The Integrated Urgent Care Service will fundamentally restrict patients’ direct access to a whole range of NHS services and will benefit the corporate profits of digital technology companies – not patients or NHS staff.
This is going to be a feature of patients’ experiences of the NHS.
Integrated Care Systems require massive NHS purchase of digital technology to collect and share patient data across an array of services.
Our bodies will become the source of data harvesting for sale to commercial companies.
Our medical data will also be used to calculate Integrated Care Providers’ contract payments, on the basis of whether or not various outcomes are achieved through providing patients with health care.
These so-called population health outcomes are a key factor in determining “risk/reward” payments to Integrated Care Providers. If they spend less than the lump sum payment they have received from the Commissioners, they are rewarded with being able to keep some of the unspent money. If they spend more – tough, they have to carry the risk.
Nice. Accountancy decisions will compete with clinical need as doctors decide what treatments to give which patients.
Patients will increasingly “self care” through the use of digital apps and online information about managing their ailments.
Increasingly clinicians – particularly in the new large scale GP and community health services networks and hubs – will use digital clinical decision making tools to diagnose patients’ illnesses and decide on the appropriate course of treatment.
These clinical decision making tools will automatically indicate which hospital treatments are no longer routinely funded by commissioners, so that clinicians will have to apply to the commissioners for prior approval or an individual funding request, before they can refer patients on to secondary care.
Referrals will increasingly be mediated by a referral management centre that decides whether or not to approve the referral.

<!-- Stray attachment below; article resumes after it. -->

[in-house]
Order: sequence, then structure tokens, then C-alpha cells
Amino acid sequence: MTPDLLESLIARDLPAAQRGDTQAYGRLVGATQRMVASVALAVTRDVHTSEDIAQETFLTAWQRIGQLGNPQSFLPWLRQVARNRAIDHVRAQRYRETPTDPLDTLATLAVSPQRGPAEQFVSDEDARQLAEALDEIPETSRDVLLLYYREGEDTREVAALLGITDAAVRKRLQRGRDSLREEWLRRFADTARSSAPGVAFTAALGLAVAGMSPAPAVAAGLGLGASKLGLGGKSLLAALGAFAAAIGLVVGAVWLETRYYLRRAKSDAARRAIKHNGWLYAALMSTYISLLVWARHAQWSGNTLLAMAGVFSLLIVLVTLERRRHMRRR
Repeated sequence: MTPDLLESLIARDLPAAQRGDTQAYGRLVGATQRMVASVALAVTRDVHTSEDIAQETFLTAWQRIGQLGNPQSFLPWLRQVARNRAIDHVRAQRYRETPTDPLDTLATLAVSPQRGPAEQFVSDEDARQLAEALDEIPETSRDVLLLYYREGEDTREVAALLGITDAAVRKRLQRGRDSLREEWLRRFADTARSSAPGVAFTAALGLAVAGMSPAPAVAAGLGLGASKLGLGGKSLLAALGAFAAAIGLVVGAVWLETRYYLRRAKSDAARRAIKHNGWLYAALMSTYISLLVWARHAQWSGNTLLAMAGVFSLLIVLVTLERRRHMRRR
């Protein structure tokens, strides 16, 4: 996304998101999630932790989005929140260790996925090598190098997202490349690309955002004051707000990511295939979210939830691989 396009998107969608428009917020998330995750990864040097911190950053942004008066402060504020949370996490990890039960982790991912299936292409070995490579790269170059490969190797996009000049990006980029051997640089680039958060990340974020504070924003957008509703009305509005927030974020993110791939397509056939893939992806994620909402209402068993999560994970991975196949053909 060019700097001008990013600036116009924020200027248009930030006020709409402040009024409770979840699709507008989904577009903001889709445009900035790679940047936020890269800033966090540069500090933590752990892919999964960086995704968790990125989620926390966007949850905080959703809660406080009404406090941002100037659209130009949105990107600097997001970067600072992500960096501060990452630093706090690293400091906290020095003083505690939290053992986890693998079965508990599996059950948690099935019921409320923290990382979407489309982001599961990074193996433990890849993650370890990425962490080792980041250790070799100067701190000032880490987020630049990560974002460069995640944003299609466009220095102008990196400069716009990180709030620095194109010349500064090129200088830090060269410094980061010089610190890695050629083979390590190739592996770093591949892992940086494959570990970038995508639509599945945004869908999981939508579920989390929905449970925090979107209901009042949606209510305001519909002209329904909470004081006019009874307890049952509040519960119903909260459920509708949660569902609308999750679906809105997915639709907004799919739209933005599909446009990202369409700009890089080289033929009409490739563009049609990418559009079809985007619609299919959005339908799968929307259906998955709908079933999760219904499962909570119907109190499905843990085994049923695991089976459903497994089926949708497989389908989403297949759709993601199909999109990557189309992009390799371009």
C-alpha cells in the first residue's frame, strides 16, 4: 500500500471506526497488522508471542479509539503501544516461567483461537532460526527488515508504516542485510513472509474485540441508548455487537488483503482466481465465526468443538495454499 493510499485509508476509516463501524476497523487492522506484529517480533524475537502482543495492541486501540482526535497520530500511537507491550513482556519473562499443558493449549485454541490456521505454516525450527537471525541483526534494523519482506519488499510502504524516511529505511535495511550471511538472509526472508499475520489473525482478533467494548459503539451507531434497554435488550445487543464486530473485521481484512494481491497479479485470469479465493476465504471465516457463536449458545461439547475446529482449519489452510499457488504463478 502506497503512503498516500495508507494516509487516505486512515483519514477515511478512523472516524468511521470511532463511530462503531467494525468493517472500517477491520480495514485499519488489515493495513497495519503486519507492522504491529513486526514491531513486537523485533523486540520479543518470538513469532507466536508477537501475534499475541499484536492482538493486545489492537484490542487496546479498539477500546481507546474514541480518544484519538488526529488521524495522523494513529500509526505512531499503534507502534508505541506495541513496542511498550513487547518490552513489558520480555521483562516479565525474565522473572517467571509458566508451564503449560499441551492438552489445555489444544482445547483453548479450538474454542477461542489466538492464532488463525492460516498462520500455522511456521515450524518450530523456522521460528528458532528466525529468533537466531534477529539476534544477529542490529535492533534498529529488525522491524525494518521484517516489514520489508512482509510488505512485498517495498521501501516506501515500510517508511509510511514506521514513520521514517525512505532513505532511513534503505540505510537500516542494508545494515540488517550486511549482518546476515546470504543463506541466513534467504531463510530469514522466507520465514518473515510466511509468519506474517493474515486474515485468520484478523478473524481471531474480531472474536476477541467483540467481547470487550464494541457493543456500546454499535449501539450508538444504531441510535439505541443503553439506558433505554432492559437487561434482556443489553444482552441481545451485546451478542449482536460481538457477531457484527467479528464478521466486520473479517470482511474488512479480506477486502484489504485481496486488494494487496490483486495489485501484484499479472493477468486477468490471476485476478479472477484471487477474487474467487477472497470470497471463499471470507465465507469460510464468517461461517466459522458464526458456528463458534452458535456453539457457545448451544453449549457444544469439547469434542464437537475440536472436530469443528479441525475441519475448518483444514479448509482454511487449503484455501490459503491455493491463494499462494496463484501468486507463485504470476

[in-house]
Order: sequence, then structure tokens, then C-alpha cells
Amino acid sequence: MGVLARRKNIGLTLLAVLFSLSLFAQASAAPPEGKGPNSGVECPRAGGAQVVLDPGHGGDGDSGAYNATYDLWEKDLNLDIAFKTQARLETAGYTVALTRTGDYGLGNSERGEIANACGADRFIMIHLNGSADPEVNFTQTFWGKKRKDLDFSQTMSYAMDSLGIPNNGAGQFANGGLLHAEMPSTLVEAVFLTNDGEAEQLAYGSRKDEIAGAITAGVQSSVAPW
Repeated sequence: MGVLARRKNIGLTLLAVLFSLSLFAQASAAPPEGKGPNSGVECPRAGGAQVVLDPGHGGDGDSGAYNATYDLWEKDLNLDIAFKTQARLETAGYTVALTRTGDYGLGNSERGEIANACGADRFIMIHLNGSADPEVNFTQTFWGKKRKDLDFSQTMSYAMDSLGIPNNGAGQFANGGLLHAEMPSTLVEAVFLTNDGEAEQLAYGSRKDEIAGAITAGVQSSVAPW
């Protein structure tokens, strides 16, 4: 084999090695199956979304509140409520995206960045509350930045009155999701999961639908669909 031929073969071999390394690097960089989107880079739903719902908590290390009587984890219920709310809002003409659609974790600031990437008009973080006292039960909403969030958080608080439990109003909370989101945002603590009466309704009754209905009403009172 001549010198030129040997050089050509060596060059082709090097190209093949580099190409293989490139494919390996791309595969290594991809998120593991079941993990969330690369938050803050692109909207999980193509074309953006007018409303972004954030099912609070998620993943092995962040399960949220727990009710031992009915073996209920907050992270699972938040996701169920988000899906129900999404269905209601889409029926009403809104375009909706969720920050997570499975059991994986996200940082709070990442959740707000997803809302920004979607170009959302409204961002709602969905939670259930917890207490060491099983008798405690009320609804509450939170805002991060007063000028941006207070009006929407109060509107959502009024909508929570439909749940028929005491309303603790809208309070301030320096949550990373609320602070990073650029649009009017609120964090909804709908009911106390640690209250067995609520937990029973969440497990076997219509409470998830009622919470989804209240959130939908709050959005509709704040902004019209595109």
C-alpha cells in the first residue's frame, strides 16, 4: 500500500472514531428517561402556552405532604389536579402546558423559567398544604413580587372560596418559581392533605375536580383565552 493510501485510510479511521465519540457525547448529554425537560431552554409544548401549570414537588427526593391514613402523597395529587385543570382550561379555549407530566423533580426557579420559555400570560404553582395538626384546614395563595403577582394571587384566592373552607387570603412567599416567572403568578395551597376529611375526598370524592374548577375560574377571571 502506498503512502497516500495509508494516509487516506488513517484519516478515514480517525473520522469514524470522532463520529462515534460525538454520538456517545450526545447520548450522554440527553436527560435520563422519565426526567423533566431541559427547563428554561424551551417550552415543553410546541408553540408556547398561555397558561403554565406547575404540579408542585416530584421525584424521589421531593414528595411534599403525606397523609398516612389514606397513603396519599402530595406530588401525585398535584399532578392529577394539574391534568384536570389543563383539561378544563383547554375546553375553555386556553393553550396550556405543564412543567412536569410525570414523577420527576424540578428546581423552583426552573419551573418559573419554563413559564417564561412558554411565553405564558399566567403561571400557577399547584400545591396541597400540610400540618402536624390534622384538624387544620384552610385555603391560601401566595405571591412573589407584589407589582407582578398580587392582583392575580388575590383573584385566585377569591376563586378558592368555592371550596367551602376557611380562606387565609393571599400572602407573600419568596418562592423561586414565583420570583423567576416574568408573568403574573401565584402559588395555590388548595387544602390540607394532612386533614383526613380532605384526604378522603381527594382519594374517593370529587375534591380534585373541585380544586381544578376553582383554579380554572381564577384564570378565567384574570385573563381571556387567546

Standardised care pathways
Standardised care pathways will determine treatment for various conditions. GPs may be unable to refer patients onto these pathways. Instead patients are likely to have to ask for an appointment with a private company to assess their care needs, as is already happening with MSK and pain services in many areas.
The standardisation of care that clinicians are centrally required to provide in Integrated Care Systems seems like the imposition of the National Curriculum in schools. Before, teachers were trusted to use their skills, knowledge and creativity to teach in a way that best suited their students. But machine learning, which is where education is going, needs everything to be standardised so it can be performed by algorithms and robotisation. The same process is taking place in the NHS, with the aim of substituting digital for human care to the greatest extent possible.
Standardised pathways such as diabetes are subject to creeping privatisation through the control and provision of technology. In the past, new devices like insulin pens and finger prick monitoring systems were delivered by the NHS with little or no patient contact between pharmaceutical companies and the patient. Today private companies are increasingly delivering the technology directly. Literally, as you order supplies on the phone and they are sent to patients in the post – via typically new and poorly trained staff that treat the delivery of a life giving device the same as when private companies deliver a TV or a toaster.
Hospital cuts and centralisation
Hospital services will be cut and centralised. District General Hospitals will vanish, replaced by acute and emergency hospitals, planned care clinics and a few specialist hospitals. Increasingly, planned care surgery will be carried out as day cases without overnight stays. Patients will have to travel further to receive both acute and emergency and planned hospital treatment.
Unaccountably, patients leaving acute or planned care hospitals who need rehabilitation will find that community hospitals set up for that very purpose have closed. So where will they go if they are not ready to go home because their care needs are too great while they are convalescing?
These are all reasons why 999 Call for the NHS continues to seek #Justice4NHS, with an application to the Supreme Court to review the Integrated Care Provider contract.